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Calling for an end to the vicious cycle

Article by: Dr Katharine Halliday

Long-standing workforce shortages and the COVID-19 pandemic have taken their toll on doctor’s physical and mental health. An important factor in advocating for change is being able to utilise robust data, which is why, in January 2023, we surveyed members of our Insight Panel on their wellbeing and levels of burnout. This came a year after a similar survey we ran in early 2022 – and the changes make for interesting reading.

This latest survey was conducted during one of the most difficult periods in the NHS’s history, and it was clear that members are experiencing serious pressure. Many are considering reducing their working hours – and some have already done so.

Vicious cycle

Several people told us they had taken extended periods away from work or reduced their professional commitments  to safeguard their mental health. Approximately half of those surveyed reported being burnt out, and a further 33% said they were slightly burnt out.

Our members – and the NHS workforce more broadly – are caught in a vicious cycle. Staff shortages lead to stressful working conditions, which produce high levels of stress and burnout. This can lead to more staff reducing their working hours, taking extended leave, or leaving the service entirely, producing greater staff shortages and associated pressures on those who remain.

Putting the data to use

The data from our survey, alongside our upcoming 2022 workforce censuses, is of great value to the RCR. Having data gives us a real-time picture of conditions facing our membership on the ground. They also give us credibility in our meetings with leaders and have been quoted in the press.

The RCR continues to campaign on your behalf for solutions to the workforce crisis and the challenges facing our specialties. The Chancellor’s long-promised NHS workforce plan is due to be published soon, and we urge the Government to be bold. After years of underfunding and ever-increasing pressure, staff need to feel that hope is on the horizon – whether that’s through more doctors being trained, or action to fix the issues that impact retention, like working conditions, pay and pensions. These are points we continue to make at every opportunity in our conversations with NHS England, the Department of Health and Social Care and with MPs.

I would like to thank once again our Insight Panel members for taking the time to share their views with us. If you would like to join the Insight Panel, please complete this short signup survey.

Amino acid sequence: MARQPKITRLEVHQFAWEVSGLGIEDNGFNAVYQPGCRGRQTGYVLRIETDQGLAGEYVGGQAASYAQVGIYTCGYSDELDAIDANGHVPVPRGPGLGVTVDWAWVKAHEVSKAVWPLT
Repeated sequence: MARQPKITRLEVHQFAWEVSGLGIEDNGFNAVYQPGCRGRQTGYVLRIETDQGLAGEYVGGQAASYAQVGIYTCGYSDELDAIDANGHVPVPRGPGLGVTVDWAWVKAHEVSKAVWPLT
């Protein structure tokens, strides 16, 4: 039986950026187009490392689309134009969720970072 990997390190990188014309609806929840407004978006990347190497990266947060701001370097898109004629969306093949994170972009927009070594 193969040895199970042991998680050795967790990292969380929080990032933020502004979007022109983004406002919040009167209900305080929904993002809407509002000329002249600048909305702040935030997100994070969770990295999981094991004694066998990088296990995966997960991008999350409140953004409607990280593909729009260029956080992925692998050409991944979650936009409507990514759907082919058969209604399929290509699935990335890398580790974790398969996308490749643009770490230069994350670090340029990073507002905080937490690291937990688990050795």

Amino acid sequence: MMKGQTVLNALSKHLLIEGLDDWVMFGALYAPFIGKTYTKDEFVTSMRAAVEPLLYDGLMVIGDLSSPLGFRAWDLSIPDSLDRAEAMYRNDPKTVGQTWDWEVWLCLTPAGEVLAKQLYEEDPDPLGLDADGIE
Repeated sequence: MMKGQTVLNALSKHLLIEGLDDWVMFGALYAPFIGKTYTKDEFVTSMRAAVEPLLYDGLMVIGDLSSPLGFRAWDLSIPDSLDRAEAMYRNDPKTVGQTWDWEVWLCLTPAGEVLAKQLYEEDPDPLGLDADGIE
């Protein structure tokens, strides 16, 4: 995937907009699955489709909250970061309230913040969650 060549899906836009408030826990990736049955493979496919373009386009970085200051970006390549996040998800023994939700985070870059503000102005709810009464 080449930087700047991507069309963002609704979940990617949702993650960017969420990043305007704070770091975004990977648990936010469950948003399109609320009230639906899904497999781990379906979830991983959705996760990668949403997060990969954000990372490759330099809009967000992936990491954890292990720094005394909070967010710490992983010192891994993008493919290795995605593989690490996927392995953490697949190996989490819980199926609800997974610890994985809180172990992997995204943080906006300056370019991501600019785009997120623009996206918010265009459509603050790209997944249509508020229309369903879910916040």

Dr Katharine Halliday, RCR President


Summary of Insight Panel results:

  • Half (50%) of respondents are actively considering reducing working hours (and a further 21% have already done so). This is up from 40% actively considering this option in Feb 2022
  • Nearly a third (31%) are considering leaving the NHS to work elsewhere (and a further 6% have already done so). This is up from 28% in Feb 2022
  • Just over half (52%) of respondents expect their working conditions to negatively affect their mental health over the next 12 months
  • Approximately half (49%) of respondents reported being (more than slightly) burned out 
Article by

After completing her radiology training in London, Australia, Sheffield and Nottingham, Dr Halliday was appointed as a Consultant Paediatric Radiologist at Nottingham University Hospital in 1998. She has a special interest in the imaging of suspected physical abuse and provides expert opinions for cases throughout the UK. She was Chair of the British Society of Paediatric Radiology from 2010-2016 and chaired the working group for the updated guidance for imaging in cases of suspected physical abuse in children.

In September 2017, Dr Halliday was appointed National Clinical Lead for the Getting It Right First Time (GIRFT) programme for Radiology, and the Radiology GIRFT report was published in July 2020. Dr Halliday took over as Clinical Director for Radiology at Nottingham University Hospitals in January 2021.

Dr Halliday's tenure as RCR President is 2022-2025.